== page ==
Fewer mentors

Sunday, May 28, 2006
Russell Grammer, a fourth-grade teacher at Jefferson Elementary School in Cape Girardeau, used gestures to explain how a bug must feel when touched by human hands. Grammer is one of only six male teachers in Cape Girardeau's elementary schools. (Diane L. Wilson)

A spiky white caterpillar crawled up Russell Grammer's outstretched arm as his fourth-graders crowded around to get a better look.

Elsewhere in the classroom, students practiced their math skills with handheld computer games.

In Grammer's Jefferson Elementary School classroom, students get an education on everything from earthworms to a pet garter snake. Grammer has a large black tray of earthworms and a terrarium is home to the snake.

To most elementary school students in the Cape Girardeau School District, the 35-year-old Grammer is an unusual sight.

He is one of only six male teachers in Cape Girardeau's elementary schools and one of only 62 male classroom teachers in the whole school district.

Less than 17 percent of Cape Girardeau's 375 public school teachers are men, and the majority of them teach at either the high school or the career and technology center.

In the neighboring Jackson School District, about 25 percent of its teaching staff -- 77 out of 308 teachers -- are men. Most of them are secondary school teachers.

Nationwide, less than 25 percent of the nation's 3.1 million classroom teachers are men, the National Education Association says.

Only 9 percent of the nation's elementary school teachers and 35 percent of secondary school teachers are men, the lowest level in four decades, the NEA says.

In Missouri, the rate is even lower. Only 21.5 percent of the state's teachers are men and most of them teach in high schools.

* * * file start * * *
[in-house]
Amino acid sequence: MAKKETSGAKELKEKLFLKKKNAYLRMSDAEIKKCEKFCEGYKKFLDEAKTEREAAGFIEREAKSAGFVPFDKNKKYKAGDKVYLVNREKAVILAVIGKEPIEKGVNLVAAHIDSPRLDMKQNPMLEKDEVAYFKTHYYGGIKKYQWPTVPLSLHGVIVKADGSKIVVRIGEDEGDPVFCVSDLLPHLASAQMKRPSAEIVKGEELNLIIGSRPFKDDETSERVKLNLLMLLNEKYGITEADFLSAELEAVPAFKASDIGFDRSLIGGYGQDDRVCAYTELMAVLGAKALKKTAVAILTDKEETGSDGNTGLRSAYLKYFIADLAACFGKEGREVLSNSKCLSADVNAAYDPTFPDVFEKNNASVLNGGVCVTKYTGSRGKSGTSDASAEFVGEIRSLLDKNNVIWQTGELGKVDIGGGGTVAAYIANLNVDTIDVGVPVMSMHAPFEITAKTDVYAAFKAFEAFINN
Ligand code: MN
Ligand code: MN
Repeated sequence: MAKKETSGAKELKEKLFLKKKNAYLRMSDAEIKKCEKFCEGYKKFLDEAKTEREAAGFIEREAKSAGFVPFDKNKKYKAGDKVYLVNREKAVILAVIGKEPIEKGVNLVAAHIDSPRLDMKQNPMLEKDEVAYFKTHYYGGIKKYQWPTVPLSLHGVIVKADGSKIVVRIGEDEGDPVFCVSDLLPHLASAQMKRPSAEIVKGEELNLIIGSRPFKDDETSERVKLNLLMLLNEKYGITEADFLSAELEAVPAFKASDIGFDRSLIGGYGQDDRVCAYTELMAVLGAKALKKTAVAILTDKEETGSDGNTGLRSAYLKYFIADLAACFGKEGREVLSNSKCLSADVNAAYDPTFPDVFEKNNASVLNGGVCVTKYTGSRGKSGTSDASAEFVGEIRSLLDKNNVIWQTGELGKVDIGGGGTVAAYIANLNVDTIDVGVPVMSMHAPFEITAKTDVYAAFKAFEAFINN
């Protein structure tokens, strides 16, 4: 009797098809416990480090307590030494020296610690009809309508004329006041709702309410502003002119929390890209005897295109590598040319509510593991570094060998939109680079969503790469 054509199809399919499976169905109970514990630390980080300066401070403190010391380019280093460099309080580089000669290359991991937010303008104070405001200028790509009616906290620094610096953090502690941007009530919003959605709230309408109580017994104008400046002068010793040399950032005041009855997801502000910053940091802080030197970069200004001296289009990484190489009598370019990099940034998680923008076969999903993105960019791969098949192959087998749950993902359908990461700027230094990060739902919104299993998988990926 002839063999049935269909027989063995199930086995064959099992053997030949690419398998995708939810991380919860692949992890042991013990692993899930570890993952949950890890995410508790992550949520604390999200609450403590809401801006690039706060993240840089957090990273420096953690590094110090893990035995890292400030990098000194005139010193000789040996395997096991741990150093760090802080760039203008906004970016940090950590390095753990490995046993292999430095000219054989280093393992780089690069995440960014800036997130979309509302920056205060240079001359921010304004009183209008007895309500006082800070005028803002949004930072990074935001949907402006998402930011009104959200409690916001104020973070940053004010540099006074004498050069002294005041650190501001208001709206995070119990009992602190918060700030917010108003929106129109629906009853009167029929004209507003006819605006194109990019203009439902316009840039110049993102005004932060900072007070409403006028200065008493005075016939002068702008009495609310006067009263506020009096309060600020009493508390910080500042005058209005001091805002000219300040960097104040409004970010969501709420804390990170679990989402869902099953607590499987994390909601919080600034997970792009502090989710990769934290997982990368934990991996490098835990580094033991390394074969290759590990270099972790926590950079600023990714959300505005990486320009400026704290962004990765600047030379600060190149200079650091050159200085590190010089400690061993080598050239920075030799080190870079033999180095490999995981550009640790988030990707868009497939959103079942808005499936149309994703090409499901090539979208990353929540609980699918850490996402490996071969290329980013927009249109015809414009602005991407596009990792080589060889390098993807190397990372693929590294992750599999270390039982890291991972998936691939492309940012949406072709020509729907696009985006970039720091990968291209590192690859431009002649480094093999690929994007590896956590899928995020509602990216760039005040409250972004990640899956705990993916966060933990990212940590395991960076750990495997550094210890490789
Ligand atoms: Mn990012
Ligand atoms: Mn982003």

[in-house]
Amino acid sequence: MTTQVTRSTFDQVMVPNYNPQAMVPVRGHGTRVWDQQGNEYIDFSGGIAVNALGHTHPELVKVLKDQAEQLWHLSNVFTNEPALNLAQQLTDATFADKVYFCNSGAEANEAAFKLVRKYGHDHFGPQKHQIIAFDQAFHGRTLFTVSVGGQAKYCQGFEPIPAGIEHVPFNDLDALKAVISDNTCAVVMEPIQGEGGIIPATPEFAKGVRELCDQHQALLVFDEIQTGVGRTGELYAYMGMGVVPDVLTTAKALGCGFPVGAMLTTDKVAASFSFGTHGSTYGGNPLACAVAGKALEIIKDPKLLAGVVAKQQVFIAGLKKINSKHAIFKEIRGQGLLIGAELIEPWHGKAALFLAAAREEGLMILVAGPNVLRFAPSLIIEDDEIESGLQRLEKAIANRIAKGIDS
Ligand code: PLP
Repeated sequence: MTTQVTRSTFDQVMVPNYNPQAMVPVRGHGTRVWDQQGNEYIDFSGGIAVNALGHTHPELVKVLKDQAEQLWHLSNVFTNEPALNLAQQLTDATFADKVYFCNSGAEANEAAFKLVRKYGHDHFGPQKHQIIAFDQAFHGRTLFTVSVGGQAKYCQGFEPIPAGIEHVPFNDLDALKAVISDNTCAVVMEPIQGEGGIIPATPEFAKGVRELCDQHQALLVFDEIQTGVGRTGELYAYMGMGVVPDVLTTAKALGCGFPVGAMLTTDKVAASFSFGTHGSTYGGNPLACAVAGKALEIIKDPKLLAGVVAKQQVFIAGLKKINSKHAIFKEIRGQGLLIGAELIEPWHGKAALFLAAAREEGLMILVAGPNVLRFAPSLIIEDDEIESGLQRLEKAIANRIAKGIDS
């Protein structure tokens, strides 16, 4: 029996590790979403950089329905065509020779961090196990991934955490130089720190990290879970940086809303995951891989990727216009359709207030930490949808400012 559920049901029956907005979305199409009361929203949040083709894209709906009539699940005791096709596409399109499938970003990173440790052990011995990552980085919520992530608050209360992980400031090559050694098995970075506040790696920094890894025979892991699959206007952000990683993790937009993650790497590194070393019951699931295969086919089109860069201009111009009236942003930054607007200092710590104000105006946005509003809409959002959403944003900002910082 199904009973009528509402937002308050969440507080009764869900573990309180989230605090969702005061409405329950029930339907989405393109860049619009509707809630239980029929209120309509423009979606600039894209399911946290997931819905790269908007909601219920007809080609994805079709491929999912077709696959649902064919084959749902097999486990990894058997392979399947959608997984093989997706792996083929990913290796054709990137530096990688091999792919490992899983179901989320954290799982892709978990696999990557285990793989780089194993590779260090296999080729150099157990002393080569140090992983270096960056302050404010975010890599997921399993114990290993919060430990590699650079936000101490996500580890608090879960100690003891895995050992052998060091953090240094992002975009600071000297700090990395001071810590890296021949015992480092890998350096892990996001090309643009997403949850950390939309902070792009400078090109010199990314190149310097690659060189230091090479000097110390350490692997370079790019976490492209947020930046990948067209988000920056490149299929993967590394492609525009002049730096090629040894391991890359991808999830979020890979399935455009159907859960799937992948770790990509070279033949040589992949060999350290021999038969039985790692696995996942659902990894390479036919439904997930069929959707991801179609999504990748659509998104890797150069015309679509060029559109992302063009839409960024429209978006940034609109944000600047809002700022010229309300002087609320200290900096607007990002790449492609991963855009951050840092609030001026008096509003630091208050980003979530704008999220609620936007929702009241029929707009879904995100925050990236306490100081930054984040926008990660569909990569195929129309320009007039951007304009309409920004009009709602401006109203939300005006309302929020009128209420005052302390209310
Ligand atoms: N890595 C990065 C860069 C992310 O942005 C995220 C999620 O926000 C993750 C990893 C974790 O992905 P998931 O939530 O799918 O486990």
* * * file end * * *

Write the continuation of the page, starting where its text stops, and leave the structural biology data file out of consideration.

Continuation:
Local teachers, school administrators, university educators and the NEA say low pay and low status discourage men from pursuing careers as classroom teachers.

"Men do not see the teaching profession as a lucrative way to provide for their families," said Reg Weaver, president of the NEA in Washington.

Not surprisingly, he said, states with higher teacher salaries tend to have the most male teachers.

Massachusetts ranked first in the percentage of male teachers -- nearly 38 percent -- in the 2003-2004 school year. The state ranked eighth in average teacher salaries.

Mississippi ranked 50th in the percentage of male teachers (17.4 percent) and 48th in teacher pay.

Missouri ranked 42nd in the percentage of male teachers in the public schools with 21.5 percent, the latest NEA report shows. The state ranked 45th in teacher pay with an average salary of over $38,000.

Grammer, who has been teaching eight years, including the last seven at Jefferson Elementary School, said teachers locally could make far more money in the business world. His brothers couldn't believe he wanted to be a teacher. "They thought I was stupid," he said.

Grammer views teaching less as a job and more as a calling. "It's in my heart," he said.